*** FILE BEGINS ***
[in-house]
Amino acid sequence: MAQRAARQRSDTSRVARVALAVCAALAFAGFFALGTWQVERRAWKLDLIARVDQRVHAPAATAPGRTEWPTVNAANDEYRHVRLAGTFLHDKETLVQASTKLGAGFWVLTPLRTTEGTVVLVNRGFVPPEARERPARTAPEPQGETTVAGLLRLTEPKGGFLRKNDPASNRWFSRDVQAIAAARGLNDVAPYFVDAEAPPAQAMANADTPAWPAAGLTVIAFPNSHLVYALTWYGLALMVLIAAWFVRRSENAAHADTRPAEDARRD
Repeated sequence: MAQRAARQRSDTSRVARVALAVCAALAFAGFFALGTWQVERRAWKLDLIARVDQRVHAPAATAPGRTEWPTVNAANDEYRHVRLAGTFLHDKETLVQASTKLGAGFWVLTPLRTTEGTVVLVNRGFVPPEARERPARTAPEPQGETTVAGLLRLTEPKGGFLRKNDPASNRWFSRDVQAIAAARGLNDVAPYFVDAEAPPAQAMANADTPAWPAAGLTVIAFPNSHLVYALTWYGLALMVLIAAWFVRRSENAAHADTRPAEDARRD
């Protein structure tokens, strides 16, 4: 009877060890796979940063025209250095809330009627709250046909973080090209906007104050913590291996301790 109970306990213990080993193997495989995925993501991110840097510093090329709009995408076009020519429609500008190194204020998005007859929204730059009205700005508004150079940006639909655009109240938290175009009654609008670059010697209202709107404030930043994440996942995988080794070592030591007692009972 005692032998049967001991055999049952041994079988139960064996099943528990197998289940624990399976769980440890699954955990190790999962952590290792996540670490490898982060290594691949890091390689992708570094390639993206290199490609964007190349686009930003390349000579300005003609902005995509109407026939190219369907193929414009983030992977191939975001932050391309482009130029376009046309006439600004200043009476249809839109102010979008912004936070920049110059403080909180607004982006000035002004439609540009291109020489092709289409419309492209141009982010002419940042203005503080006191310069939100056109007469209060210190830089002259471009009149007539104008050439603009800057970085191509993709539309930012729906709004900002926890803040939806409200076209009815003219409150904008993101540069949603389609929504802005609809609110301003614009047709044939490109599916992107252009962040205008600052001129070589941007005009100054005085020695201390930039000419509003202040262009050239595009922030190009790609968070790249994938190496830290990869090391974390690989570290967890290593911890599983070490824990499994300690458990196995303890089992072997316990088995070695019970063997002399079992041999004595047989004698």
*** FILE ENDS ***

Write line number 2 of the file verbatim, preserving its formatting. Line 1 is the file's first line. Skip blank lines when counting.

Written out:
Amino acid sequence: MAQRAARQRSDTSRVARVALAVCAALAFAGFFALGTWQVERRAWKLDLIARVDQRVHAPAATAPGRTEWPTVNAANDEYRHVRLAGTFLHDKETLVQASTKLGAGFWVLTPLRTTEGTVVLVNRGFVPPEARERPARTAPEPQGETTVAGLLRLTEPKGGFLRKNDPASNRWFSRDVQAIAAARGLNDVAPYFVDAEAPPAQAMANADTPAWPAAGLTVIAFPNSHLVYALTWYGLALMVLIAAWFVRRSENAAHADTRPAEDARRD